In accordance with hazard mitigation procedures established for animal care and use protocols, EHS will document relevant safety precautions and ensure that they are communicated to all animal care and use staff prior to introduction of the nanomaterials.
Nanomaterials Conjugated to Biologically Active or Cell-targeted Molecules
Engineered or novel nanomaterials conjugated to biologically active or cell-modifying molecules (e.g. proteins, peptides, nucleic acids, lipids, etc.) must be registered with the UTK Institutional Biosafety Committee as indicated in the committee charter and bylaws.
Regulations and Standards
29 CFR 1910.132 OSHA Personal Protective Equipment Standard
29 CFR 1910.134 OSHA Respiratory Protection Standard
29 CFR 1910.1200 OSHA Hazard Communication Standard
UT System Safety Policy SA0100 – Safety and Environmental Health Program
UTK Programs, Procedures, Plans, and Guides
Chemical Hygiene Plans – LS020
Hazardous Waste Management Plan – EC-001
Institutional Biosafety Committee Charter and Bylaws
Laboratory Health & Safety Program – LS-001
Borm, Paul J A, David Robbins, Stephan Haubold, Thomas Kuhlbusch, Heinz Fissan, Ken Donaldson, Roel Schins, Vicki Stone, Wolfgang Kreyling, Jurgen Lademann, Jean Krutmann, David Warheit, and Eva Oberdorster (2006) The Potential Risks of Nanomaterials: a Review Carried out for ECETOC; Part Fibre Toxicol, 3: 11 DOI 10.1186/1743-8977-3-11.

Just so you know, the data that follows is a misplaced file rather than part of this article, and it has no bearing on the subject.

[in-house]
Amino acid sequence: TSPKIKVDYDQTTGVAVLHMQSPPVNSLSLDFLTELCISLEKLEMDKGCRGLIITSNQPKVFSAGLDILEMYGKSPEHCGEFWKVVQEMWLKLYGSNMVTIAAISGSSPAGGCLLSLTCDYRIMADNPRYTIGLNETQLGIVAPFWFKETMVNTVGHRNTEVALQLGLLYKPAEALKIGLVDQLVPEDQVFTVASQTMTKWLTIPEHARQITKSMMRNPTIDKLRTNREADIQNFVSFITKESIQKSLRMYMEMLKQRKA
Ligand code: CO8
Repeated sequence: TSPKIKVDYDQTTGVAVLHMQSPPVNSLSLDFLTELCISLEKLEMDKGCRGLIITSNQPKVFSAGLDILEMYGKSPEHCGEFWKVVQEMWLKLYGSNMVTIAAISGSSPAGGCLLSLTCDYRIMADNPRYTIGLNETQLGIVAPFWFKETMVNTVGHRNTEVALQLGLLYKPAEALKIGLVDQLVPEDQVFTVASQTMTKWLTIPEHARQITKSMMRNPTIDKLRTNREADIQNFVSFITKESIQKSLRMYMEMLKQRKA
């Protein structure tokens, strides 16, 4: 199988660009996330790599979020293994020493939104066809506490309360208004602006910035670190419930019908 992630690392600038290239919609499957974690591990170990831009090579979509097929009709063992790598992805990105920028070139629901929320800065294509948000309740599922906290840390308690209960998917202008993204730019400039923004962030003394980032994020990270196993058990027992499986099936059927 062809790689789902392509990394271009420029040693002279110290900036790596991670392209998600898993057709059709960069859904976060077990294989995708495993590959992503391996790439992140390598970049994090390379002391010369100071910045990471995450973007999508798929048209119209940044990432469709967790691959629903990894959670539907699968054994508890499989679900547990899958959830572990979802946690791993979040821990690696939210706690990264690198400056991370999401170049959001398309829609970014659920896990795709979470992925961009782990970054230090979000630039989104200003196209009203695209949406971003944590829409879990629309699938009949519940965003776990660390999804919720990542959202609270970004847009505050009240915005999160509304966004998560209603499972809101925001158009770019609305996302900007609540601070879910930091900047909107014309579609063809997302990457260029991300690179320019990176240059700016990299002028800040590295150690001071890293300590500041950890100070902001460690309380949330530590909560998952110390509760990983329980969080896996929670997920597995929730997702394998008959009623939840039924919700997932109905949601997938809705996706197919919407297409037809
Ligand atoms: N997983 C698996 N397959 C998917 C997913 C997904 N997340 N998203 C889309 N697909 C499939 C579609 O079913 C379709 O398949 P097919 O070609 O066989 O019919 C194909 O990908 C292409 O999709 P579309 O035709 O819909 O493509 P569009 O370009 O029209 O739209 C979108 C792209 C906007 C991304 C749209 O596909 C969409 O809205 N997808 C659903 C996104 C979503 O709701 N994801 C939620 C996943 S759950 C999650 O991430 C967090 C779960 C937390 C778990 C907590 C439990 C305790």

Nefzger, Marijke, Jorg Kreuter, Rolf Voges, Ekke Liehl, and Rudolf Czok (1984) Distribution and Elimination of Polymethyl Methacrylate Nanoparticles after Peroral Administration to Rats; J Pharm Sci, 73(9): 1309-1311 DOI: 10.1002/jps.2600730934.
Nigavekar, Shradda, Lok Yun Sung, Mikel Llanes, Areej El-Jawahri, Theodore S Lawrence, Christopher W Becker, Lajos Balogh, and Mohamed K Khan (2004) 3H Dendrimer Nanoparticle Organ/Tumor Distribution; Pharm Res, 21: 476-483 DOI 10.1023/B:PHAM.0000019302.26097.cc.
Tsai, Su-Jung (Candace), Earl Ada, Jacquelin Isaacs, and Michael Ellenbecker (2009) Airborne Nanoparticle Exposures Associated with the Manual Handling of Nanoalumina and Nanosilver in Fume Hoods; J Nanopart Res, 11: 147-161 DOI 10.1007/s11051-008-9459-z.
Approaches to Safe Nanotechnology: Managing the Health and Safety Concerns Associated with Engineered Nanomaterials (2009); DHHS (NIOSH) Publication No. 2009-125.
General Safe Practices for Working with Engineered Nanomaterials in Research Laboratories (2012); DHHS (NIOSH) Publication No. 2012-147.
Nanotechnology Safety. (2020). Retrieved February 24, 2021, from https://ehs.unc.edu/lab/nano/.
The information provided in these guidelines is designed for educational use only and is not a substitute for specific training or experience.
The University of Tennessee Knoxville and the authors of these guidelines assume no liability for any individual’s use of or reliance upon any material contained or referenced herein. The material contained in these guidelines may not be the most current.